I completely agree with 0.5piRC. If you had come here with some ideas or partly formed patches then we could have had a discussion or offered some pointers, but simply posting the task verbatim???
Don't forget that lecturers also frequent forums like this one...
I have been slowly delving into reaktor over the past year or so and I am finding a ton of great resources here. adsrsounds.com
Also, I am reading Designing Sound by Andy Farnell. It is using Pure Data, but a lot of the same principles apply.
There are some good basics on youtube if I remember correctly.
The big thing really is remembering there are two types of data, numbers and audio stream. If you want to use audio to say... change the frequency of a filter you have to put a converter between the two.
Other than that if you know the principles of cv and gate (cv being pitch, gate being on....
In many cases OSC is used to encapsulate MIDI messages into UDP packets so they can be sent over a network (sometimes to multiple destinations).
However, the OSC protocol allows many more types of data to be transmitted. For example, you can send 32 bit numbers (float or integer) compared to 8 bit integers in MIDI, and symbolic messages, too.
Reaktor macros are implemented graphically and not programmatically as in via text. You would need to identify some sort of macro block that allows the text transform you are suggesting then route the result to a parameter pin.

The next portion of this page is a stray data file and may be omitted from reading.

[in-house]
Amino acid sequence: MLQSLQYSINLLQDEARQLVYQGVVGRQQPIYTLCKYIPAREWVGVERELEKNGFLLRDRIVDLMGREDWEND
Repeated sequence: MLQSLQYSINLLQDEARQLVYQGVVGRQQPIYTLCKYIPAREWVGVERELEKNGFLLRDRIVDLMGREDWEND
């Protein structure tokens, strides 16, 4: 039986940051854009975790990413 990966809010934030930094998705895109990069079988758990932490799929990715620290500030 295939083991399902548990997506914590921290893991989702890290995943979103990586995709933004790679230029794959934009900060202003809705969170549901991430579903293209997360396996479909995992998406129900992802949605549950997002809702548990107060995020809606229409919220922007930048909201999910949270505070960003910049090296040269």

I don't have time at the moment to download the patch, but looking at the video I think the "simple" implementation is using convolution where different "monster" impulse responses are chosen. The advanced engine then just adds additional processing. A bit of research of convolution should point you in the right direction.
BTW you can also create some ...
The quality of the convolution can depend on a lot of factors. IRs are meant to sample a space over time. With something like a synth, the change of frequency content over time would probably be less important (compared to a reverb). I have found that chopping the length of the sample to a few milliseconds (or tens or hundreds of milliseconds) can result in ...